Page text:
Anabas testudineus

Climbing gourami

The Anabantidae are a family of perciform fish commonly called the climbing gouramies or climbing perches. As labyrinth fishes, they possess a labyrinth organ, a structure in the fish's head which allows them to breathe atmospheric oxygen. Fish of this family are commonly seen gulping at air at the surface of the water; which then passes out of their gills or mouth when they dive beneath the surface.

The climbing gouramies originate from Africa to India and the Philippines. They are primarily a freshwater fish and only very rarely found in brackish water. An egg-layer, they typically guard their eggs and young.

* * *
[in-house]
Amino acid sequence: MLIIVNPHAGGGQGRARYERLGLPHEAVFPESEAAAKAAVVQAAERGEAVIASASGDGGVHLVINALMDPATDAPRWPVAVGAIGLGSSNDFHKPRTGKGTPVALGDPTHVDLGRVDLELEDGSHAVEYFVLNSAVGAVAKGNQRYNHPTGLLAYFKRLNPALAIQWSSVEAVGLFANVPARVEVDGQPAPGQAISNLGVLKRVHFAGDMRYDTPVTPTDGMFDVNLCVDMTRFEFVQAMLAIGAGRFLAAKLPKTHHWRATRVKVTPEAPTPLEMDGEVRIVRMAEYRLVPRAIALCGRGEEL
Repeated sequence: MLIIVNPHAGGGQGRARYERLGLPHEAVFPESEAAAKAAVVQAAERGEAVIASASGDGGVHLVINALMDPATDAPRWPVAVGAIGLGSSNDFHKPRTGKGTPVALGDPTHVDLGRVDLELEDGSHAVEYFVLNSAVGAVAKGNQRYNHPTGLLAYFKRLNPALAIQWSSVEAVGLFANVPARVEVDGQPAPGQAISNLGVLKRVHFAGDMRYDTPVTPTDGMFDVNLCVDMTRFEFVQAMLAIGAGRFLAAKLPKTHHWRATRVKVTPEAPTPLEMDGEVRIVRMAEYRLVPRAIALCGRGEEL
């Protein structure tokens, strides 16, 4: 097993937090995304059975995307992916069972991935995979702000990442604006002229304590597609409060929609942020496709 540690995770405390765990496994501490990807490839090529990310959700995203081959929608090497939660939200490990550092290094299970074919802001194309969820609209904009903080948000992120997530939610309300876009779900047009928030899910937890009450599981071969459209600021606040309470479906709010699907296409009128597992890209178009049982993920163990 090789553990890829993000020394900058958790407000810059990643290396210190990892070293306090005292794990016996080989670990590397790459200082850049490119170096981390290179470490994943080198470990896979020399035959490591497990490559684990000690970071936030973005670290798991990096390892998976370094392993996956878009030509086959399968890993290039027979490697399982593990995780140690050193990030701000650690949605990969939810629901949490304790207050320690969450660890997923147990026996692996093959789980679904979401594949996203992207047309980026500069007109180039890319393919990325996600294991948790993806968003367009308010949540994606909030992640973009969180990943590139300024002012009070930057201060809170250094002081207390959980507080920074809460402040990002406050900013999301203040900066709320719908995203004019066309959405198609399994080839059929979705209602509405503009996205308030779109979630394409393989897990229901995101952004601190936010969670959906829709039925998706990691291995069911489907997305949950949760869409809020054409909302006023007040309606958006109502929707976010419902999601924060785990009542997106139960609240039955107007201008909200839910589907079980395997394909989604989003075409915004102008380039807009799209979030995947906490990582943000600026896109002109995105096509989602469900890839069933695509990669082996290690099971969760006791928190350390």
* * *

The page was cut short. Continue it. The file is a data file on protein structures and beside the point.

Climbing Gouramis are so named due to their ability to "climb" out of water and "walk" short distances. Their method of terrestrial locomotion uses the gill plates as supports and the fish pushs itself using the fins and tail.


There are about 36 species in the family, classified in four genera (three according to some authors). The familiar aquarium resident, the Siamese Fighting Fish Betta splendens used to be classified in this family, but is now placed among the gouramies, family Osphronemidae.


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